Vol. 13 AUGUST, 1911. No. 5

Copyright, 1911, by H. W. PERCIVAL.



EVERY physical work or production of man, intentional or unintentional, is a shadow of his thought in relation to the senses. What the student of shadows observes concerning physical shadows is as true of these thought shadows. One’s shadows appear larger when far away and become smaller as the shadow maker approaches them. All shadows must change or altogether disappear. From vague outlines shadows appear, become solid and assume importance in proportion to the attention and thought which is given to them. Man, the incarnated mind, does not see his shadow. Man sees and throws shadows when he puts his back to the light. Man sees shadows only when he looks away from the light. He who looks at the light sees no shadows. When looking steadily at a shadow for the light in the shadow, the shadow disappears as the light is seen. An acquaintance with shadows means familiarity with the worlds. A study of shadows is a beginning of wisdom.

All physical things and acts are originated by desire and projected and brought about by thoughts. This is true of the growing of a grain of wheat or of an apple as well as of building and running a railroad or an aeroplane. Each is the projection by thought, as a visible shadow or a copy, of an invisible form. The visible shadows are seen by ordinary men. They cannot see the processes by which the shadows are cast. They do not know the laws of shadows and cannot understand the relationships between the shadow maker and his shadows.

Wheat and apples have existed from the earliest history of man. Yet both would degenerate into unrecognizable growths without the thought and care of man. The forms exist, but their copies cannot be projected as physical shadows except by man. Wheat and apples and all other growths are the bringing of the invisible elements, fire, air, water and earth, into visibility. The elements are not in themselves perceived. They are perceived only when combined and precipitated by or after the invisible form of wheat or apple or other growth.

According to its wants or needs desire demands food, and the thought of man provides it. The food is seen when it is provided, but generally the mental processes by which it is provided are not seen nor understood, and seldom thought of. A railroad does not rise up out of the ground nor fall from the skies, and is the gift of no other deity than the mind of man. Lumbering freight trains, luxurious cars speeding on solid steel rails, are shadows of thoughts by the minds who projected them. The forms of cars and details of appointments were thought out and given form in the mind before it was possible for them to become physical shadows and physical facts. Large areas were deforested in thought before the sound of the axe was heard, and great quantities of iron were mined and wrought in thought before one rail was laid or a mining shaft was sunk. The canoe and the ocean liner first existed in the mind before man’s thought could project on the waters the shadows of their forms. The plans of every cathedral first took form in the mind before the outlines of its shadow were projected against the background of the sky. Hospitals, prisons, law-courts, palaces, music halls, market places, homes, public offices, buildings of grand proportions or of primitive form, structures on steel frames or made of boughs and thatch, all are shadows of invisible forms, projected and made visible and tangible by the thought of man. As projections, these shadows are physical facts because they are evident to the senses.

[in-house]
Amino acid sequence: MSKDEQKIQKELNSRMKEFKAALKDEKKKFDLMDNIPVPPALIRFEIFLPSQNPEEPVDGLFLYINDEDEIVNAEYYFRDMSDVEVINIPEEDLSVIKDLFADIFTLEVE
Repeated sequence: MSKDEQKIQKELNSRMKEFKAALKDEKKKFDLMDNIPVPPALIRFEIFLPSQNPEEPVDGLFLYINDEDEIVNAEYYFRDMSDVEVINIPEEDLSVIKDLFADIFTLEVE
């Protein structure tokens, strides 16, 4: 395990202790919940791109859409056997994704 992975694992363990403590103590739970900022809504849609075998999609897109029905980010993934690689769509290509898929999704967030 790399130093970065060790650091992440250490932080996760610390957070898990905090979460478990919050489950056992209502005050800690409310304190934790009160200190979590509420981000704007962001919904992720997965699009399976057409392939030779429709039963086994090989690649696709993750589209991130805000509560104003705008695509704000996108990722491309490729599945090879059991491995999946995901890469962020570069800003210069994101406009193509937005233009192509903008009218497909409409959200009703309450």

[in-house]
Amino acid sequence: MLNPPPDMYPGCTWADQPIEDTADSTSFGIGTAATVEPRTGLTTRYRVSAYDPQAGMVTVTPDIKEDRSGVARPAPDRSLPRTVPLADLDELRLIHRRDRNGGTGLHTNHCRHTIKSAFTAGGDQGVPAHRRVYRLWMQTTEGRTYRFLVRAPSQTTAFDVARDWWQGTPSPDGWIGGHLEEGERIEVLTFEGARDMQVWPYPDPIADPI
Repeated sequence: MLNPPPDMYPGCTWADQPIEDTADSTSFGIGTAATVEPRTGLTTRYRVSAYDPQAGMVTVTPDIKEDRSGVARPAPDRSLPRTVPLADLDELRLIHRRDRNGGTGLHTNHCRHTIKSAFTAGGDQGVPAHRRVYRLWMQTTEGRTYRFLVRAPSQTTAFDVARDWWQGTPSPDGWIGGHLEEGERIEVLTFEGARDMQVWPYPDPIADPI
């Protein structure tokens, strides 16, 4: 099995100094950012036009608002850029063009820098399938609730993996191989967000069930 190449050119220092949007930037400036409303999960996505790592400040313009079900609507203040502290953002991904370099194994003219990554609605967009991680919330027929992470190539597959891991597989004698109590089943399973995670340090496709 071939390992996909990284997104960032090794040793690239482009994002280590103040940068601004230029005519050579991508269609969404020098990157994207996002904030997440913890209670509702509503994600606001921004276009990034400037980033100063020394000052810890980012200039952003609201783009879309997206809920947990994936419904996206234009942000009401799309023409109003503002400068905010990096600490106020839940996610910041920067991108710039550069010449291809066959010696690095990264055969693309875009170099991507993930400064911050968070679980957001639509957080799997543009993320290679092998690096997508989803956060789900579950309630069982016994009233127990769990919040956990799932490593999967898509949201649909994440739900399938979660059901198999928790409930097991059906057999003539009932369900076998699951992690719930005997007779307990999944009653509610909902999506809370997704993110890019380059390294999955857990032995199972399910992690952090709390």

Imperceptible to the senses, the causes and processes by which shadows are projected become more important and more evident to the mind when the mind will not allow itself to be obscured by its form while standing in its shadow, but will see these as they are by the light which it sheds.

Each shadow projected forms part of a larger shadow, and many of these are part of the precipitation of a still larger shadow, and all form one great shadow. As many minds as are at work so many shadows are projected and all make up the great shadow. In this way we get the shadows which we call food, clothes, a flower, a house, a boat, a ,box, a table, a bed, a store, a bank, a skyscraper. These and other shadows make up the shadow called a village, town or city. Many of these connected and related by other shadows, build up the shadow called the nation, country or world. All are precipitations of invisible forms.